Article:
The US Environmental Protection Agency (EPA) and US Department of Energy (DOE) are partnering to provide more than $1 billion in funding to help reduce methane emissions from the oil and gas sector through the creation of the Methane Emissions Reduction Program.
This collaboration will leverage EPA and DOE’s shared commitment to, and joint expertise in, advancing methane monitoring and reduction technologies for the oil and gas sector. The agreement also includes the DOE National Energy Technology Laboratory (NETL), which brings expertise in quantifying and reducing methane emissions from leaks and inefficient operations.
EPA will develop the regulatory elements of the Methane Emissions Reduction Program and work closely with DOE on the financial and technical assistance aspects of the program.
The Methane Emissions Reduction Program will improve methane monitoring and accelerate the reduction of methane and other greenhouse gas (GHG) emissions from the oil and gas sector and will have the co-benefit of reducing non-GHG emissions such as volatile organic compounds and hazardous air pollutants.
The program will advance these efforts by providing financial and technical assistance for a number of activities, including: preparing and submitting greenhouse gas reports; monitoring methane emissions; and reducing methane and other greenhouse gas emissions by improving and deploying equipment, supporting innovation, permanently shutting in and plugging wells, mitigating health effects in low-income and disadvantaged communities, improving climate resiliency, supporting environmental restoration, and mitigating legacy air pollution.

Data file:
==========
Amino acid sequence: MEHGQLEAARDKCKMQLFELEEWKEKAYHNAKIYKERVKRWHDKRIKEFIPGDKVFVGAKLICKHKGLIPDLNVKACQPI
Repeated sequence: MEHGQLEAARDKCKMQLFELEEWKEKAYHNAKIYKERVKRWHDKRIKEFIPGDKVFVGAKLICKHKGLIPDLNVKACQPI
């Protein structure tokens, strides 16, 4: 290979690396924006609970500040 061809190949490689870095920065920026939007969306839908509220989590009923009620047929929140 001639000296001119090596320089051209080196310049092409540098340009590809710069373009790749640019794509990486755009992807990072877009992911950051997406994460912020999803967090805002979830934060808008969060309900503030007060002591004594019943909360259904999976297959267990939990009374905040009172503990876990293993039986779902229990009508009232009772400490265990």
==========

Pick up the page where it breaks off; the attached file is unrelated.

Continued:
The program also specifies that at least $700 million must be used for activities at marginal conventional wells.
The program also establishes a waste emissions charge for methane from applicable facilities that report more than 25,000 metric tons of CO2 equivalent per year to the Greenhouse Gas Reporting Program (GHGRP) petroleum and natural gas systems source category and that exceed statutorily specified waste emissions thresholds.
Waste emissions charge starts at $900 per metric ton for emissions reported in 2024, increasing to $1,200 for 2025 emissions, and $1,500 for emissions years 2026-on. Includes flexibilities and exemptions.